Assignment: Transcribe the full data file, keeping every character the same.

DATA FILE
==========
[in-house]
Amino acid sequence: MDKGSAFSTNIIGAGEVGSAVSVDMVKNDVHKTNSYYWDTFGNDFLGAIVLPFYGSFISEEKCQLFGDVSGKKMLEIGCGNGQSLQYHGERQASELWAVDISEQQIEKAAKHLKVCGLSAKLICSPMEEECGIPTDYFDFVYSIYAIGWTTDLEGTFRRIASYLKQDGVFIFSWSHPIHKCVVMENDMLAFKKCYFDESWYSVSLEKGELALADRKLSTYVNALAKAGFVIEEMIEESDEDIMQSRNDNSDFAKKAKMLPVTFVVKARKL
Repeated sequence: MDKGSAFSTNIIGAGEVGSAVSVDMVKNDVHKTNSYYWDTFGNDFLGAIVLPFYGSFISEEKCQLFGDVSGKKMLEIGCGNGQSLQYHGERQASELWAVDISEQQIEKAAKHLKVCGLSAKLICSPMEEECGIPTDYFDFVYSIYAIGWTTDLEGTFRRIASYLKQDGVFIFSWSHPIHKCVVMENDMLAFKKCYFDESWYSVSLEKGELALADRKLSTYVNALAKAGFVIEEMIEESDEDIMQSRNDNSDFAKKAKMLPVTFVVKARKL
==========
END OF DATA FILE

[in-house]
Amino acid sequence: MDKGSAFSTNIIGAGEVGSAVSVDMVKNDVHKTNSYYWDTFGNDFLGAIVLPFYGSFISEEKCQLFGDVSGKKMLEIGCGNGQSLQYHGERQASELWAVDISEQQIEKAAKHLKVCGLSAKLICSPMEEECGIPTDYFDFVYSIYAIGWTTDLEGTFRRIASYLKQDGVFIFSWSHPIHKCVVMENDMLAFKKCYFDESWYSVSLEKGELALADRKLSTYVNALAKAGFVIEEMIEESDEDIMQSRNDNSDFAKKAKMLPVTFVVKARKL
Repeated sequence: MDKGSAFSTNIIGAGEVGSAVSVDMVKNDVHKTNSYYWDTFGNDFLGAIVLPFYGSFISEEKCQLFGDVSGKKMLEIGCGNGQSLQYHGERQASELWAVDISEQQIEKAAKHLKVCGLSAKLICSPMEEECGIPTDYFDFVYSIYAIGWTTDLEGTFRRIASYLKQDGVFIFSWSHPIHKCVVMENDMLAFKKCYFDESWYSVSLEKGELALADRKLSTYVNALAKAGFVIEEMIEESDEDIMQSRNDNSDFAKKAKMLPVTFVVKARKL